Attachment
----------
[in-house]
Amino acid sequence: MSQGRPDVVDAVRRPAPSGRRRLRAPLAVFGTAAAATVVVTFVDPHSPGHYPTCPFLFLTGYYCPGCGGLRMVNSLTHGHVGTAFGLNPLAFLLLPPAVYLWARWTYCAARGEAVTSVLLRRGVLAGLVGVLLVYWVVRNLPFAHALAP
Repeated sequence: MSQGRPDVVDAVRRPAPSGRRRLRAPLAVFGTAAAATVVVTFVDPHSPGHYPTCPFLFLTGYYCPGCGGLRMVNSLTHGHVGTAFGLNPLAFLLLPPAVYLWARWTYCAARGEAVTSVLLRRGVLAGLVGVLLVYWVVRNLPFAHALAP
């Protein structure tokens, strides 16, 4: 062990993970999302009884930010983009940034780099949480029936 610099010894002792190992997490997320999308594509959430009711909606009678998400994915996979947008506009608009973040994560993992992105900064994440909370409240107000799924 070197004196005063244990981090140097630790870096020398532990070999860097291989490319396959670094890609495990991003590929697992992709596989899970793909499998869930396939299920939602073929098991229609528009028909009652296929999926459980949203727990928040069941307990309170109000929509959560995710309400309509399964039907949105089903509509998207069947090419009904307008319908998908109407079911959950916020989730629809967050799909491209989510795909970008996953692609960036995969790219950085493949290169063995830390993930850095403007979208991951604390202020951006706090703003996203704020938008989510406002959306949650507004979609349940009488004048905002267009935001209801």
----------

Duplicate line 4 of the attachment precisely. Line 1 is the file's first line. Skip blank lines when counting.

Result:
């Protein structure tokens, strides 16, 4: 062990993970999302009884930010983009940034780099949480029936 610099010894002792190992997490997320999308594509959430009711909606009678998400994915996979947008506009608009973040994560993992992105900064994440909370409240107000799924 070197004196005063244990981090140097630790870096020398532990070999860097291989490319396959670094890609495990991003590929697992992709596989899970793909499998869930396939299920939602073929098991229609528009028909009652296929999926459980949203727990928040069941307990309170109000929509959560995710309400309509399964039907949105089903509509998207069947090419009904307008319908998908109407079911959950916020989730629809967050799909491209989510795909970008996953692609960036995969790219950085493949290169063995830390993930850095403007979208991951604390202020951006706090703003996203704020938008989510406002959306949650507004979609349940009488004048905002267009935001209801």